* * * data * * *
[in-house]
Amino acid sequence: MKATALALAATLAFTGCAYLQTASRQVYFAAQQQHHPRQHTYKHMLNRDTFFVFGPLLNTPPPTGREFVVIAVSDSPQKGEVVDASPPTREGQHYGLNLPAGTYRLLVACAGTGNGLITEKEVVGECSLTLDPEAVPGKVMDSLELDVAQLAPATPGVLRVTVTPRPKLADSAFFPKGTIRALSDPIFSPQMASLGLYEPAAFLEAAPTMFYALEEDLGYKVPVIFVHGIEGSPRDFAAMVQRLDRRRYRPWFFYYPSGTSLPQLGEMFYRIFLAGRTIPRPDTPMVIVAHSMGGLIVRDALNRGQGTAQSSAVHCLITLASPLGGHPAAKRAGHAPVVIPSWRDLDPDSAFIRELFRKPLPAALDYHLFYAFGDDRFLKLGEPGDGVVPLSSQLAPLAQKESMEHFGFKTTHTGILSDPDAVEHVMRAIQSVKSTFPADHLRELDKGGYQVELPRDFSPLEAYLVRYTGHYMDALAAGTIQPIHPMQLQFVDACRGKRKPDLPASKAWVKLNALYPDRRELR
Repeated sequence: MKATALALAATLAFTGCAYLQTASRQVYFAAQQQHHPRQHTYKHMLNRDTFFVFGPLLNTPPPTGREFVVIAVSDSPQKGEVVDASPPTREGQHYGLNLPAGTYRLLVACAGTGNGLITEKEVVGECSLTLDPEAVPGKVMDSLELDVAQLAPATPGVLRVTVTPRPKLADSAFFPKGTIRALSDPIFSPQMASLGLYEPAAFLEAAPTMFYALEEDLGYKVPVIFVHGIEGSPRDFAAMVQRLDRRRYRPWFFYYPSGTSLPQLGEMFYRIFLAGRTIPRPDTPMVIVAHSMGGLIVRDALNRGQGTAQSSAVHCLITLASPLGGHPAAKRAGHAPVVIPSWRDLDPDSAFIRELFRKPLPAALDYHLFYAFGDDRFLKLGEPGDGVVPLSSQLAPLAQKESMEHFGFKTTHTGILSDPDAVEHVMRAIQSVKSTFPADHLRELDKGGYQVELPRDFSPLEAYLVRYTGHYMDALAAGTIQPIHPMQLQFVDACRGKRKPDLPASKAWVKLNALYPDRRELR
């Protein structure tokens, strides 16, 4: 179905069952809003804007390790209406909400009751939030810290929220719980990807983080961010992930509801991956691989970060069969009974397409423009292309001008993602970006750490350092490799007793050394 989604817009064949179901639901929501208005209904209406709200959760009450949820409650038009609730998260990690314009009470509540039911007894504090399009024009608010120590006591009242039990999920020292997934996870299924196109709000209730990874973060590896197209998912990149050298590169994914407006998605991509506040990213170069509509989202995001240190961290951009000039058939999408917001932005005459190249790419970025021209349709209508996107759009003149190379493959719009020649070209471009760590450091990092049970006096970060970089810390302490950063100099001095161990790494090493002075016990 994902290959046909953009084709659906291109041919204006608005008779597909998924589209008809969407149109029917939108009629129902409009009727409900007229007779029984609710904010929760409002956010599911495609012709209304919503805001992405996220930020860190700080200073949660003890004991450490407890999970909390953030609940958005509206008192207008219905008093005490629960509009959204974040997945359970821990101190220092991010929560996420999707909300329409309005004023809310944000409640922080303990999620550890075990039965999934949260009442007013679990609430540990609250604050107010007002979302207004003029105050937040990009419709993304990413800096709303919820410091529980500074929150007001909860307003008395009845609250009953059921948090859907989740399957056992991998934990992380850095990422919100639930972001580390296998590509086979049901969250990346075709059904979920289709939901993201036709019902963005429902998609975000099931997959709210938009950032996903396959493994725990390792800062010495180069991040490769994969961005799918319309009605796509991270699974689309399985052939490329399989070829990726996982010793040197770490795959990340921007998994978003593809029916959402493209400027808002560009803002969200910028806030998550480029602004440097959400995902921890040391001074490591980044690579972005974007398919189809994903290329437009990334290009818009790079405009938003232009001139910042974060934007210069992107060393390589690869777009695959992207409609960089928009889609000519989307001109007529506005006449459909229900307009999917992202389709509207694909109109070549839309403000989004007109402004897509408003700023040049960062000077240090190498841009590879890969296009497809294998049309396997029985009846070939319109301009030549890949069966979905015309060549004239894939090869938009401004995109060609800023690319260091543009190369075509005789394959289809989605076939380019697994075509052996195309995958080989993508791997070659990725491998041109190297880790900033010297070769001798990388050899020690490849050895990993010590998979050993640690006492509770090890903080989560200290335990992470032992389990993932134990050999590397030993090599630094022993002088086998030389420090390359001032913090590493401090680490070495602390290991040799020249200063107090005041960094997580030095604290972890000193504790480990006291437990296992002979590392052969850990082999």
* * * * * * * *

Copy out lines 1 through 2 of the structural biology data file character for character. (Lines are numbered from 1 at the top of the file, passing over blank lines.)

[in-house]
Amino acid sequence: MKATALALAATLAFTGCAYLQTASRQVYFAAQQQHHPRQHTYKHMLNRDTFFVFGPLLNTPPPTGREFVVIAVSDSPQKGEVVDASPPTREGQHYGLNLPAGTYRLLVACAGTGNGLITEKEVVGECSLTLDPEAVPGKVMDSLELDVAQLAPATPGVLRVTVTPRPKLADSAFFPKGTIRALSDPIFSPQMASLGLYEPAAFLEAAPTMFYALEEDLGYKVPVIFVHGIEGSPRDFAAMVQRLDRRRYRPWFFYYPSGTSLPQLGEMFYRIFLAGRTIPRPDTPMVIVAHSMGGLIVRDALNRGQGTAQSSAVHCLITLASPLGGHPAAKRAGHAPVVIPSWRDLDPDSAFIRELFRKPLPAALDYHLFYAFGDDRFLKLGEPGDGVVPLSSQLAPLAQKESMEHFGFKTTHTGILSDPDAVEHVMRAIQSVKSTFPADHLRELDKGGYQVELPRDFSPLEAYLVRYTGHYMDALAAGTIQPIHPMQLQFVDACRGKRKPDLPASKAWVKLNALYPDRRELR